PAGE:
The first event we did was around Mother’s Day as we were supposed to be doing an event at the Rio Cinema in London N1 which got cancelled 4 days before, and so we scrambled to find something thematically right to do online instead – finding by chance Ngozi Onwurah’s spectacular and moving 1990s film The Body Beautiful on BFI Player, tracking her down in LA via Facebook and hosting an event with about 50 people on Zoom with just a few days to organise/promote. It was wonderful. Very special. A real balm, we were all still in shock.
It was essential to support Misbehaviour more, as its release was severely impacted – so we did an online with director Philippa Lowthorpe and two the real Women’s Libbers on whom the story was based. A career highlight for me was our conversation with feminist film Theorist Laura Mulvey plus and an in-depth interview with Lynn Shelton – which, sadly, ended up being one of her last. We still cannot believe Lynn died so suddenly and unexpectedly. We are still so shaken by her untimely death and loss to the world and to cinema.
We’ve got a stack of events around Mark Cousins’ fourteen-hour documentary: Women Make Film series, which will include live performance interventions from Drag King, Cesar Jently, who joined us on our Portrait of a Lady on Fire tour. Cousins’ documentary is a real gift for us, and we are doing a lot around it because it’s so essential to the work we do. We will speak to Nisha Ganatra soon about her film THE HIGH NOTE and we’ve a lot more to follow.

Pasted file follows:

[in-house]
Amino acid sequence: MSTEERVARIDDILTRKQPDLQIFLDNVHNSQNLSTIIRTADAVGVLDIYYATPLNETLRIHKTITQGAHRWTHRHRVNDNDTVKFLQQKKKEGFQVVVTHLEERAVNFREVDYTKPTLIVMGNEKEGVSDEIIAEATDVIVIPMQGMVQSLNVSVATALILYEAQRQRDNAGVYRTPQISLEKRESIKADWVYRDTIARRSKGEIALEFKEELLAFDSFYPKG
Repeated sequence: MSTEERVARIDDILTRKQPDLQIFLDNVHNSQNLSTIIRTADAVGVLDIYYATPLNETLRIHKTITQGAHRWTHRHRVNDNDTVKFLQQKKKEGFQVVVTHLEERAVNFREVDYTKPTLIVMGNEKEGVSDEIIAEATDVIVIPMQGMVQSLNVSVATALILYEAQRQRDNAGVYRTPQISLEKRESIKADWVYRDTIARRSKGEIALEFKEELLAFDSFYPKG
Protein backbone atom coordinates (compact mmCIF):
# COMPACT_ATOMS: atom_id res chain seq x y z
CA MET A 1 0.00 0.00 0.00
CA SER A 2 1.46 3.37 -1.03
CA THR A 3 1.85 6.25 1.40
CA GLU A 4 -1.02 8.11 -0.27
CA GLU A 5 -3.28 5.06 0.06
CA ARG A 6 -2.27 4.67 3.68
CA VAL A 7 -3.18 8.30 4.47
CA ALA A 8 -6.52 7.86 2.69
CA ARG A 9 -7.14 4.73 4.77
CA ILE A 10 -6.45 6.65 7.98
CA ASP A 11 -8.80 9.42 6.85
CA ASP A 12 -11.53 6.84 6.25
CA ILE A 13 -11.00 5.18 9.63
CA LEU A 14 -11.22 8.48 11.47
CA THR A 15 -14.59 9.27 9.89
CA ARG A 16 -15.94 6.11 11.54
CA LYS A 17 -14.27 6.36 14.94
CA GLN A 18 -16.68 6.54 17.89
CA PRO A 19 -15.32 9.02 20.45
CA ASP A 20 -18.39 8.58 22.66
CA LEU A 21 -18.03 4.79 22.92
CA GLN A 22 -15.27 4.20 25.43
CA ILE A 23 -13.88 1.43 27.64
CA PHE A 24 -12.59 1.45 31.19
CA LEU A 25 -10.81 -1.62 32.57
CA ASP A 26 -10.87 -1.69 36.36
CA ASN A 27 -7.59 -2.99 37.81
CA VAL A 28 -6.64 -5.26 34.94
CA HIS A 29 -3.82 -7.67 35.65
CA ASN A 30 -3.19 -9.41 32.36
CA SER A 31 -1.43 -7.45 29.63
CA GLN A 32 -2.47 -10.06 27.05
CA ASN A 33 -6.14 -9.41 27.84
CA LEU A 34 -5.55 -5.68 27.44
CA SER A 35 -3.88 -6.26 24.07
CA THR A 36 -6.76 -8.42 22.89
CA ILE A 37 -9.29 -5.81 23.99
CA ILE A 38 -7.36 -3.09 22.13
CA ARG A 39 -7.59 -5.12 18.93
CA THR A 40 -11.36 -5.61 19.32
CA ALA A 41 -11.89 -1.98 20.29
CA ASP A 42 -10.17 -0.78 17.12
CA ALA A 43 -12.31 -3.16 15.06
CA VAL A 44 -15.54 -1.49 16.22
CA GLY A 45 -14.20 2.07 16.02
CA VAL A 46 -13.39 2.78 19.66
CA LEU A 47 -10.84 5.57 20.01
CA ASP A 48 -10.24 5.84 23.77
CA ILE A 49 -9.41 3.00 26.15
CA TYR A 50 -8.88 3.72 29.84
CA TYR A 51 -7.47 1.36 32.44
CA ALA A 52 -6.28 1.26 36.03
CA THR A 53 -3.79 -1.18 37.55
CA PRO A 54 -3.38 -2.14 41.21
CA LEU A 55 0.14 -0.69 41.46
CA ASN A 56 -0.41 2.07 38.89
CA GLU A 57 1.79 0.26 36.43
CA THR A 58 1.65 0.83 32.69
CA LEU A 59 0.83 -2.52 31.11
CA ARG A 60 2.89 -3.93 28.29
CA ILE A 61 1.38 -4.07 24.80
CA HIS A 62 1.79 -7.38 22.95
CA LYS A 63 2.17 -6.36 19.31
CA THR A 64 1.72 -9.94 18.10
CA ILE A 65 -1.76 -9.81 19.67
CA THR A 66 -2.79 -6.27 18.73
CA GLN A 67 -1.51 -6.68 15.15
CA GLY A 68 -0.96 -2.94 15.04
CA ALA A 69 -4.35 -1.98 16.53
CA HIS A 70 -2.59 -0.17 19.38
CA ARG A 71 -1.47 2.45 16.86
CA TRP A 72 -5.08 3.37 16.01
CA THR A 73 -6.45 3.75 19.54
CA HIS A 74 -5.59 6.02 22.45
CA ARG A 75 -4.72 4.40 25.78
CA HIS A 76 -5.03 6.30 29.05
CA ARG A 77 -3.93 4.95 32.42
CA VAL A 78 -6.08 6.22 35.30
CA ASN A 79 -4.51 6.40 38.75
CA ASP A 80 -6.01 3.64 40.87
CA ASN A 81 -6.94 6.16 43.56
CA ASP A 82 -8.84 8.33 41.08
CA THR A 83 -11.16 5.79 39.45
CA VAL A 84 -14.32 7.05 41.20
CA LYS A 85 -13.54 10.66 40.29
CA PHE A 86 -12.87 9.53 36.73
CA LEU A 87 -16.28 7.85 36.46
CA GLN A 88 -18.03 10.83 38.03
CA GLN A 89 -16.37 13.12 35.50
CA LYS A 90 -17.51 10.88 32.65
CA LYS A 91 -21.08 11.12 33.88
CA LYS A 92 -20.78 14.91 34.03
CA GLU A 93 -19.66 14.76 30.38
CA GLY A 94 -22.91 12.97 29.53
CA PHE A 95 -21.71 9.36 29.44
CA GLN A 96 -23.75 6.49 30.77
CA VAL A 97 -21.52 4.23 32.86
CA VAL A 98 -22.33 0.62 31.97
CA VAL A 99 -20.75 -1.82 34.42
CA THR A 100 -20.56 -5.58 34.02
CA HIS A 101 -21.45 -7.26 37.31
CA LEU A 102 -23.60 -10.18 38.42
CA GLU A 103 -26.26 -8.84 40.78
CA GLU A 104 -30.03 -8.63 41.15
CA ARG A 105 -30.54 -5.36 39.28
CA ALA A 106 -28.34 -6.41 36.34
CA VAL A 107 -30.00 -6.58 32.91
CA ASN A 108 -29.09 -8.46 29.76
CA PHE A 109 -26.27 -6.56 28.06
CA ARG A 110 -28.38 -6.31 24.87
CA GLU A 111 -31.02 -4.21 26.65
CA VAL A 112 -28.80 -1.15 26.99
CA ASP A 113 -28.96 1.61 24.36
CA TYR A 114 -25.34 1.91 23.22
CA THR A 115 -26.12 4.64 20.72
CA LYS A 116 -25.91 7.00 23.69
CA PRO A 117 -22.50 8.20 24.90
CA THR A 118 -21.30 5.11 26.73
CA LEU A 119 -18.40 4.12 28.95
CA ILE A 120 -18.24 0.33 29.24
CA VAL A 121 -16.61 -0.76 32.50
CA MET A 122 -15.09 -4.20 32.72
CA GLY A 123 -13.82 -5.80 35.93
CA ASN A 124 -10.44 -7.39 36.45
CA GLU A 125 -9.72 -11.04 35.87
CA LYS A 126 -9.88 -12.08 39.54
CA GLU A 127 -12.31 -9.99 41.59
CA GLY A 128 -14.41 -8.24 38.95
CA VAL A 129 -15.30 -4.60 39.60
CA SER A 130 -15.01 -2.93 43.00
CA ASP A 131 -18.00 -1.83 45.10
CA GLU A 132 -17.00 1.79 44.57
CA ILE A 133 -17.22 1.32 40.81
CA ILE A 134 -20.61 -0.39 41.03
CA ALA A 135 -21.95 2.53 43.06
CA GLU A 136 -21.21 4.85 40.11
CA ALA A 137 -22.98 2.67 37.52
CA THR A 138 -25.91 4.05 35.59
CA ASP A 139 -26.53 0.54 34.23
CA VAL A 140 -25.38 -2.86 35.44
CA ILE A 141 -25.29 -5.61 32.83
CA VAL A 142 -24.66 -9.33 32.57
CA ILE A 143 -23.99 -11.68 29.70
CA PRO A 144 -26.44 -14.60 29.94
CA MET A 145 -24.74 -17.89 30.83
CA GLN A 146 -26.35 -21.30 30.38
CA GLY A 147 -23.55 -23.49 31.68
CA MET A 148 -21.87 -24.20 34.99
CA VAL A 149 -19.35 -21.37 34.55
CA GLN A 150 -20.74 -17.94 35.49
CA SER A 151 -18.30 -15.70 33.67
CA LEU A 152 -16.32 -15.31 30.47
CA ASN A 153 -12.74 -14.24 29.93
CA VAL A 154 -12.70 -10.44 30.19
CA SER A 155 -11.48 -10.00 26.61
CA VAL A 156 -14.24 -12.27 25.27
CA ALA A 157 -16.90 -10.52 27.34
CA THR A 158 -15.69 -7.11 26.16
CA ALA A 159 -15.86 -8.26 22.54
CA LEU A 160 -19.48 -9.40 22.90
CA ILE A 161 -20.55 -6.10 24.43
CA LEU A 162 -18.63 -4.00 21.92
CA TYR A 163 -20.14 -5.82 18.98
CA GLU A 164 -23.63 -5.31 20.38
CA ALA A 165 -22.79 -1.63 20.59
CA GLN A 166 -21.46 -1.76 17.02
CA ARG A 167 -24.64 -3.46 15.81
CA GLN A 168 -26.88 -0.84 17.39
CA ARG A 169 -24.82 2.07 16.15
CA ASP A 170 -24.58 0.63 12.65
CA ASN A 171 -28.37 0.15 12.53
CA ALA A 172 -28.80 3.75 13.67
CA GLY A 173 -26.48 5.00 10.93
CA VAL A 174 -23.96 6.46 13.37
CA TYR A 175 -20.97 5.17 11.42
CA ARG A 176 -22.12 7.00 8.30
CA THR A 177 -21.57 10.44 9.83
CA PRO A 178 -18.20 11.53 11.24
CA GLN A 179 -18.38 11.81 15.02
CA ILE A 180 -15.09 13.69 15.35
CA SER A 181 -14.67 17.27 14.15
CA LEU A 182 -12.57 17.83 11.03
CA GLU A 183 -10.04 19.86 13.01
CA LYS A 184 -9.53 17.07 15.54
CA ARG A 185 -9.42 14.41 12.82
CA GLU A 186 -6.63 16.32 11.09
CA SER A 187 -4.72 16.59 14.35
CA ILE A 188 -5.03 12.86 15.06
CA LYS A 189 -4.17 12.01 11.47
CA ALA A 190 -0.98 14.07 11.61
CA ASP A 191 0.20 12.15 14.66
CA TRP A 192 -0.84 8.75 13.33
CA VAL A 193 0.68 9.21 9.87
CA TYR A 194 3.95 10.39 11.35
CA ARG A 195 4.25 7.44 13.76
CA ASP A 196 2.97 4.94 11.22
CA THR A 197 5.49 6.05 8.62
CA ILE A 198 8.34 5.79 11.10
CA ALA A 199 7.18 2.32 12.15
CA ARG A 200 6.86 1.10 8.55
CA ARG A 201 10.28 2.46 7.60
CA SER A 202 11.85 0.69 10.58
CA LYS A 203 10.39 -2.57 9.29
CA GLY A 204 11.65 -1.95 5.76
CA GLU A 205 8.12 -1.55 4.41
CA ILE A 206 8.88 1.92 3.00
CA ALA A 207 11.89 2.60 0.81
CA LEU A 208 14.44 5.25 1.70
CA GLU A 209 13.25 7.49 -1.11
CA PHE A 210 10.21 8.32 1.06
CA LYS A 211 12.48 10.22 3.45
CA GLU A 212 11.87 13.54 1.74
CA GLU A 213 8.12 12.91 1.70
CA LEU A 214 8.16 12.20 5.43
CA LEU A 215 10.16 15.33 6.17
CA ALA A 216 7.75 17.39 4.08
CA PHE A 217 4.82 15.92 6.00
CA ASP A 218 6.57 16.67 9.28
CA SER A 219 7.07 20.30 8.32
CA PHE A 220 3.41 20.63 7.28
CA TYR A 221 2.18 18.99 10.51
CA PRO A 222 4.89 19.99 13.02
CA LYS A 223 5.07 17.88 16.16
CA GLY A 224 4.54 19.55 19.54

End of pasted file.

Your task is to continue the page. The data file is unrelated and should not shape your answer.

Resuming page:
Adapting and re-fining
We are finessing what we offer online constantly, and considering how the teachings can be taken into the physical space too – like we know we will not always need special guests in the room to do great events on the big screen, we can do much more virtually. This is both good for the environment, more cost effective, and it also means that those who have limited access to cinemas can participate more, which is essential to us. I think this situation is teaching us to take even more of a central co-ordinating / facilitation role. We are passionate about bringing cinemas into the revenue stream of the digital distribution space too – we are working on a virtual theatrical with a 50/50 revenue share with cinemas on a new film called Clemency – which won the Grand Jury Prize at Sundance 2019 and is knockout. We will announce that soon: it is an exciting proposition commercially and culturally. Props to Eve Gabereau at Modern Films and Kino Lorber in the U.S for pioneering this model, we are right behind you.